With respect to the Coalition's allegations of specific anticompetitive practices by the licensees, we think that the Commission was correct in deciding that appellant failed to raise substantial questions of abuse by the licensees' principals. The Coalition alleged that the Dispatch favored WBNS in its television listings. Further, it was alleged that the Dispatch had caused a competing TV channel's advertisements to be deleted in retribution for the competing channel's broadcast of a program critical of the Dispatch. Licensees in rebuttal submitted an affidavit of the executive editor of the Dispatch stating that the change in advertising format was made solely for journalistic reasons, and that his decision to change was made several weeks prior to the program critical of the Dispatch. We believe that the Commission acted properly when it ruled that the Coalition's allegations, without specific factual support were not sufficient to require a hearing.


The other major issue relating to abuse of media control by licensees concerns WBNS-TV's reaction to a program broadcast over WBNS in 1967 during which theHousing Director of the Urban League purportedly criticized licensees' principals for attempting to block the formation of a new minority owned bank. The Coalition alleged that, after broadcast, licensees attempted to force the Urban League to pay for the program, although it was normally carried on a sustaining basis. Further, the Coalition alleged that licensees forced the resignation of the Housing Director. Licensees submitted a statement from the Urban League that payment was never demanded. The Executive Director of the Urban League stated positively that the resignation of the Housing Director was not caused by any action on the part of the licensees. We again agree with the Commission that the Coalition failed to submit specific facts which demonstrated an abuse by the licensees' principals of their joint ownership of the Dispatch and the various broadcast facilities.

B. Programming


Next, the Coalition urges that the Commission erred by not granting a hearing on substantial and material issues concerning whether the grant of the renewal application would be prima facie inconsistent with the public interest. These issues center around WBNS-FM, and concern its programming, past and proposed.


As we have held in prior cases, a renewal applicant must literally 'run on his record' in demonstrating that his past programming performance has been responsive to the needs of his broadcast area. Office of Communication of United Church of Christ v. FCC, 123 U.S.App.D.C. 328, 341, 359 F.2d 994, 1007 (1966). However, there remains tension between allowing private broadcasting to develop with wide journalistic freedom, on the one hand, and the restriction on this freedom which inheres in the broadcaster's statutory duty to serve the public interest, on the other. See Columbia Broadcasting System, Inc. v. Democratic Nat'l Committee, 412 U.S. 94, 110, 93 S.Ct. 2080, 36 L.Ed.2d 772 (1973); Stone v. FCC, 151 U.S.App.D.C. 145, 157-158, 466 F.2d 316, 328-329 (1972). The licensee is accorded considerable discretion in programming choice, so long as it meets the needs of the community. Columbia Broadcasting System, supra. Petitioners to deny, such as the Coalition, must plead facts with specificity which will show that an existing licensee's programming has not met the needs of the community. Stone, supra at 329.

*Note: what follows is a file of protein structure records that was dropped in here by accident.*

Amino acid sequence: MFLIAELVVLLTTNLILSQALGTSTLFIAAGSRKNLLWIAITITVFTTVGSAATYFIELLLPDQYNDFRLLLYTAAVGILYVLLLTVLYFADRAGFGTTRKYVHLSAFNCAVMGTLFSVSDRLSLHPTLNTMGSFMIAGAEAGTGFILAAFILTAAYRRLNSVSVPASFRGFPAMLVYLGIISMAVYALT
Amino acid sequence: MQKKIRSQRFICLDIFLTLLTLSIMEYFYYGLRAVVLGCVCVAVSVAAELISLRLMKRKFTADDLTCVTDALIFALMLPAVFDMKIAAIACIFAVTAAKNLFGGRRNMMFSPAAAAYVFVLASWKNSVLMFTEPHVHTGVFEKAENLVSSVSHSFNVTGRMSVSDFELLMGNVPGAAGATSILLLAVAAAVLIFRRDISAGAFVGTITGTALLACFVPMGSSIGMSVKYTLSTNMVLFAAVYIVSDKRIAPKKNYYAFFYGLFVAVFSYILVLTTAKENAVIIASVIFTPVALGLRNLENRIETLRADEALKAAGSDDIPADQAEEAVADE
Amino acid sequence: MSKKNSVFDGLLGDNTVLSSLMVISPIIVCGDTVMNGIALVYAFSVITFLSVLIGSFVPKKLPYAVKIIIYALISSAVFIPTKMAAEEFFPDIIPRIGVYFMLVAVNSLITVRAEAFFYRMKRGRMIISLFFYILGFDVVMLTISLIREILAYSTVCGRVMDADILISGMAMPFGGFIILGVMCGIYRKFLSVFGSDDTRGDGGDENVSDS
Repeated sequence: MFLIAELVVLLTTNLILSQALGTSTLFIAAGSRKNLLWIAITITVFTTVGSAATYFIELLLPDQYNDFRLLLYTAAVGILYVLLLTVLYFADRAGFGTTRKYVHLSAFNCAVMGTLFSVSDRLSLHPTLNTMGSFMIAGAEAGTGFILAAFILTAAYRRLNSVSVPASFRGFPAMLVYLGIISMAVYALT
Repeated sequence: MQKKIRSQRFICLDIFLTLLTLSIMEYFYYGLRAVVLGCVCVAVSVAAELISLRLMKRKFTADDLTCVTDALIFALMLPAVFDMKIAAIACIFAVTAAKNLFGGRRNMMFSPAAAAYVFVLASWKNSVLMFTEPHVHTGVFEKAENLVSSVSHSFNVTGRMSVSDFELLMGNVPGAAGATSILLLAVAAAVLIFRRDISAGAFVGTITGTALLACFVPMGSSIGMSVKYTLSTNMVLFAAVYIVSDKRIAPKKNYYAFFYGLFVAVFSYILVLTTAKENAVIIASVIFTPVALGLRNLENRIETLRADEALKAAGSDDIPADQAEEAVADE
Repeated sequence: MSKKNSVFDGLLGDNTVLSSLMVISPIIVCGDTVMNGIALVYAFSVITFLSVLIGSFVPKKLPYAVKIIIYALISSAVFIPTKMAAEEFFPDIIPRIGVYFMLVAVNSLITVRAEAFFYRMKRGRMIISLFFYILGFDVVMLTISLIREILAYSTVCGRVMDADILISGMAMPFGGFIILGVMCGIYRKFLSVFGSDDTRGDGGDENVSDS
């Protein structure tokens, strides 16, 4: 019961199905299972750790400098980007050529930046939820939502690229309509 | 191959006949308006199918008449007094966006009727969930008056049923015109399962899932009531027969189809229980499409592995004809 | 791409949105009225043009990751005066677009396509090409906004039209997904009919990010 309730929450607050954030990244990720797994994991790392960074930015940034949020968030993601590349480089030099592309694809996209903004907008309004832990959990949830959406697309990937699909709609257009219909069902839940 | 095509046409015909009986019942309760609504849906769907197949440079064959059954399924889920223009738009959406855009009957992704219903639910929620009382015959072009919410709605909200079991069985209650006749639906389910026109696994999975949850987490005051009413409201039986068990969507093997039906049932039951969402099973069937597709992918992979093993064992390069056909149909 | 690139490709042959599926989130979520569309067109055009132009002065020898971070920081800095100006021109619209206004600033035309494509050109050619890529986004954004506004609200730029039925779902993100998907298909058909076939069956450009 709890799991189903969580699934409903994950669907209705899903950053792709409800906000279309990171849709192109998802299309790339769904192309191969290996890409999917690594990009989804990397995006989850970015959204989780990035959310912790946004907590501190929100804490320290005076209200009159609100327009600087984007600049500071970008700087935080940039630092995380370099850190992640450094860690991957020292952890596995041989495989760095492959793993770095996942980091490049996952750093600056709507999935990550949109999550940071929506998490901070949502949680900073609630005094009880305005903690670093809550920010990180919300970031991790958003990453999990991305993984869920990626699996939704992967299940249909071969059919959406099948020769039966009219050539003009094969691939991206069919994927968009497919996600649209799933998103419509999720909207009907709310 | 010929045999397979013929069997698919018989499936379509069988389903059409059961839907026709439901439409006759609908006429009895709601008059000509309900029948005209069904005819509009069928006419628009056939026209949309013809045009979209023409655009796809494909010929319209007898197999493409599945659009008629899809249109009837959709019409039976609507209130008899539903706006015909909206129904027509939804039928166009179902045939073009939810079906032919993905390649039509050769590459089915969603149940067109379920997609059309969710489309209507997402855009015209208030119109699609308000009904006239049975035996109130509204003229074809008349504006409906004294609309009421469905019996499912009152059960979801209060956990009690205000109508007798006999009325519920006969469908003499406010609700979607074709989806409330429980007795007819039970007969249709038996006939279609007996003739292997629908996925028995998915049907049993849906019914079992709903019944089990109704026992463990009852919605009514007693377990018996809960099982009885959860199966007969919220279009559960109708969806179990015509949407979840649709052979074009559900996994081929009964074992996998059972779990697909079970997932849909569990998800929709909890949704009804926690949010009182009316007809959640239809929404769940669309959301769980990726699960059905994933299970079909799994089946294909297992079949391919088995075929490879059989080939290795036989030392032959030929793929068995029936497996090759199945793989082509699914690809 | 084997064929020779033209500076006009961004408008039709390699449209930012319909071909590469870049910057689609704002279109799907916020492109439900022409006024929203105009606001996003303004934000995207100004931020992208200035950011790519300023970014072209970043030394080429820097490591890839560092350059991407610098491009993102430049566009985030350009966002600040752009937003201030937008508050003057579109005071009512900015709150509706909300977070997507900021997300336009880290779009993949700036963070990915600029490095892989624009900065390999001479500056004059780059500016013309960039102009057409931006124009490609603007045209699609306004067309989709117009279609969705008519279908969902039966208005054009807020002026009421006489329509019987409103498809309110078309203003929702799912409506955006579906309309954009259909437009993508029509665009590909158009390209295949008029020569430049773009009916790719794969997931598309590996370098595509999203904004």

As to programming, the Coalition asserts, first, that sufficient evidence was produced to require a hearing on whether WBNS-FM's past programming performance varied substantially from its prior representations before the Commission.16 This can, of course, be grounds for denial of a renewal application. FCC v. WOKO, Inc., 329 U.S. 223, 227, 67 S.Ct. 213, 91 L.Ed. 204 (1946); Brandywine-Main Line Radio, Inc. v. FCC, 153 U.S.App.D.C. 305, 473 F.2d 16 (1972), cert. denied, 412 U.S. 922, 93 S.Ct. 2731, 37 L.Ed.2d 149 (1973).


The Coalition admits that it did not raise the 'promise versus performance' question in those terms before the Commission (Appellant's Br. at 20). A thorough reading of the record and Commission opinion indicates that the Commission did not consider the issue as being before it. The Commission stated clearly: 'In the absence of substantial variations, no questions of promise versus performance will arise. There is no such question in this proceeding.' 38 F.C.C.2d at 743. The Communications Act is clear that 'a petition for rehearing shall not be a condition precedent to judicial review . . . except where the party seeking such review . . . (2) relies on questions of fact or law upon which the Commission . . . has been offered no opportunity to pass.' 47 U.S.C. 405 (1970). In construing section 405, this court has understood the phrase 'opportunity to pass' as meaning that those who would seek judicial review must present the issue to the Commission for its consideration.17 Hansen v. FCC, 134 U.S.App.D.C. 100, 102, 413 F.2d 374, 376 (1969); accord Neckritz v. FCC, 446 F.2d 501 (9th Cir. 1971). Since the issue of promise versus performance was never presented to the Commission for decision, we are precluded from review.